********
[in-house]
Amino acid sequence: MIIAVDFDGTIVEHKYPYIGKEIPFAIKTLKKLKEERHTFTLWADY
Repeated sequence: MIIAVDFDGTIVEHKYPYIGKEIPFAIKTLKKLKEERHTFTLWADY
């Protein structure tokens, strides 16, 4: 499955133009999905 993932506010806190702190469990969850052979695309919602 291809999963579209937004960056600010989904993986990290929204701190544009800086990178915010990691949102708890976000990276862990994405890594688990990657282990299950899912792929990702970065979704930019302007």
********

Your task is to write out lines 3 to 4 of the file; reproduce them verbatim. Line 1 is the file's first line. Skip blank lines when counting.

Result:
Repeated sequence: MIIAVDFDGTIVEHKYPYIGKEIPFAIKTLKKLKEERHTFTLWADY
């Protein structure tokens, strides 16, 4: 499955133009999905 993932506010806190702190469990969850052979695309919602 291809999963579209937004960056600010989904993986990290929204701190544009800086990178915010990691949102708890976000990276862990994405890594688990990657282990299950899912792929990702970065979704930019302007």